Such seals are often made as a separate element which is inserted into the lid and retained by some means such as cement or a mechanical contrivance formed in the lid. These seals incur a manufacturing cost for their production as a separate element and a further cost for the cement used to keep them in place and for the labor to assemble them into the lid. When considering the immense quantity of jars which are filled with preparations and sold to the public, the cost of the sealing gaskets heretofore used involves considerable aggregate expense. When any of these seals approaches failure, the shelf life of the product is reduced and the replacement cost of products which have become damaged through oxidation is considerable.
In practice, with screw lids, or over center strap design lids, the gaskets are compressed flat between the inside surface of the lid portion and the jar top or rim, the latter usually having an annular flat surface juxtaposed to the lid. Such flat engagement of the gasket relies for sealing on the development of a direct compressive force against the gasket. Since the gasket is usually rather thin, it has limited elasticity and compressibility since it cannot deform by more than a small fraction of its thickness. Therefore, the sealing force developed is accordingly limited.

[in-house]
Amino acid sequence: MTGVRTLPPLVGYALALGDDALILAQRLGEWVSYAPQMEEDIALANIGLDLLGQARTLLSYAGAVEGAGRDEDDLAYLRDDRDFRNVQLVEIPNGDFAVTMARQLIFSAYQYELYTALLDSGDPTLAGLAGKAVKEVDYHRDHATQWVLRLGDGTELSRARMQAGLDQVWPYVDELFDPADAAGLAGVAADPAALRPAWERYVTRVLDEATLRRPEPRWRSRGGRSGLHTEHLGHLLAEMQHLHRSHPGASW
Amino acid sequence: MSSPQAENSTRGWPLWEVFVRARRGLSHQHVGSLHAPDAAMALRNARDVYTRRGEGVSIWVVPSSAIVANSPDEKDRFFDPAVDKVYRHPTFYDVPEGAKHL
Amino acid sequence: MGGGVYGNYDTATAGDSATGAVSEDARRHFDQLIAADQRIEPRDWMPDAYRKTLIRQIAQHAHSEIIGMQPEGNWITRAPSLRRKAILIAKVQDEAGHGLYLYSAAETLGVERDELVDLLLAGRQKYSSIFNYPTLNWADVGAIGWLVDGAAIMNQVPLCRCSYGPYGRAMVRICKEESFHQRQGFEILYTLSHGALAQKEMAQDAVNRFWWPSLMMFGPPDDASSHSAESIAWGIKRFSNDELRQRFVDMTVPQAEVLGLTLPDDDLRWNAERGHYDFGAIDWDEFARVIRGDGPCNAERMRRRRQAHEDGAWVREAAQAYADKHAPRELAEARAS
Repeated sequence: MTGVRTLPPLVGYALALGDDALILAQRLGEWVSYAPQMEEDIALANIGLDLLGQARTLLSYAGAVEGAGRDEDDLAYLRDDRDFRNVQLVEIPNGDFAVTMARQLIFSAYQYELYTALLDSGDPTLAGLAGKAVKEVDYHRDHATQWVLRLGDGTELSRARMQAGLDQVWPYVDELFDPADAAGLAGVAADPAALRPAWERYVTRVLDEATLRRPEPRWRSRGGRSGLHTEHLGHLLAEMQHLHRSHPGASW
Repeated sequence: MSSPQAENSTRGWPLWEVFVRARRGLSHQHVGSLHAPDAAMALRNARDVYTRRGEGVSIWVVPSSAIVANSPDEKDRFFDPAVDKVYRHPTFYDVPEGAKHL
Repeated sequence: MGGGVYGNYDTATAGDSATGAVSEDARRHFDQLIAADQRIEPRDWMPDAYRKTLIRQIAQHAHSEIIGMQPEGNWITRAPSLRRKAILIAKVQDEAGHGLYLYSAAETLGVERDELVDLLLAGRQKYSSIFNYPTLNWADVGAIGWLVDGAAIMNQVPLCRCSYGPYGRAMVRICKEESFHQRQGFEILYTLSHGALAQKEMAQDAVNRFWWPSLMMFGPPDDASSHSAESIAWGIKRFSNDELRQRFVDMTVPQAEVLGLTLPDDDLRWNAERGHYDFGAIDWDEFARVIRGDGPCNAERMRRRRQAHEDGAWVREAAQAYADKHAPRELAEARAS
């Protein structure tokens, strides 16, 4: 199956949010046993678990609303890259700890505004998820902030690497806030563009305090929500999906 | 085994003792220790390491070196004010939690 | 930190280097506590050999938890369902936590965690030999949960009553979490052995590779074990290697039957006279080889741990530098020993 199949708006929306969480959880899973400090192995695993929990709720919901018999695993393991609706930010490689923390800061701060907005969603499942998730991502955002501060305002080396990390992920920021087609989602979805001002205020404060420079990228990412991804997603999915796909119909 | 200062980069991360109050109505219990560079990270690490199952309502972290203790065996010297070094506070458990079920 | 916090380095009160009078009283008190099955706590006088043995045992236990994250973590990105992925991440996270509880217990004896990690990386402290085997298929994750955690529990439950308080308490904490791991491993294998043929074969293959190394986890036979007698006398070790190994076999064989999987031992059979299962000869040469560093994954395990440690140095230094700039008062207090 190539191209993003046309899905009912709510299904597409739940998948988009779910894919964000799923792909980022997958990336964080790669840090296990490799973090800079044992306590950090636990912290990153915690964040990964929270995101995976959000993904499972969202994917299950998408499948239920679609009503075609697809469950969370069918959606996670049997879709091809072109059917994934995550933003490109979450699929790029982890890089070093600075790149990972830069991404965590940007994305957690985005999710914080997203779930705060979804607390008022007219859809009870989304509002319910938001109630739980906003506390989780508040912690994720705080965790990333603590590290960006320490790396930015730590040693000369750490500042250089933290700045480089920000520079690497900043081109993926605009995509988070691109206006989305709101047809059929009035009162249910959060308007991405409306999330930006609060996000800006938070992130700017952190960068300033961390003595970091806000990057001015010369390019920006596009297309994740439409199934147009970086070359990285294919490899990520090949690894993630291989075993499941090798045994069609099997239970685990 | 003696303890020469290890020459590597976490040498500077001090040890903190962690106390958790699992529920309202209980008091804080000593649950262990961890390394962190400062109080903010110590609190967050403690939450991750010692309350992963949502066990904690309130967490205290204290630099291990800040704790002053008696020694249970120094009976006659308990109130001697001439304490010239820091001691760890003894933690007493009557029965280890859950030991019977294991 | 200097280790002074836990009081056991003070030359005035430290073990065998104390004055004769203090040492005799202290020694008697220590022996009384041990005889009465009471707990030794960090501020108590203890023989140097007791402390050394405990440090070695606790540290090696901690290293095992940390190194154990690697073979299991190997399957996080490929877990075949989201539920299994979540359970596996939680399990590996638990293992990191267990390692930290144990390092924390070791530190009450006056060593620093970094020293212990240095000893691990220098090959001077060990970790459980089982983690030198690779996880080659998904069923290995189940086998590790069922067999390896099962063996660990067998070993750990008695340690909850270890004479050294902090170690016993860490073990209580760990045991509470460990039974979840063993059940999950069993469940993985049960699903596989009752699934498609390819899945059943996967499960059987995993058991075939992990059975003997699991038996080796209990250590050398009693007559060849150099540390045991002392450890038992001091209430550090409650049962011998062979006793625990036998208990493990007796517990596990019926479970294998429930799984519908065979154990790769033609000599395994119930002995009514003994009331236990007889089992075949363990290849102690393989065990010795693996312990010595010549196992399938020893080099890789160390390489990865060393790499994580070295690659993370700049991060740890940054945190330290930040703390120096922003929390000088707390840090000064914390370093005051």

In many such jar lid constructions, if cement is used, the gasket will often fall out of the lid upon use, to the annoyance of the user. Attempts have been made to integrate the sealing gasket into the lid, including the use of a soft plastic annular ring inside the lid which is often fused into permanent adherence to the lid. This technique involves considerable additional manufacturing expense and by its configuration is limited to sealing forces achievable by flat compression between the jar rim and the lid. Gross deformation of the sealing member is not usually utilized.
In another prior art proposed design the gasket is shown to depend from the circumferential limit within the lid. The jar gasket has a sidewall which is disposed to contact the annular end surface of the jar rim at the opening of the jar. This form is found to be unsatisfactory and not form an airtight seal.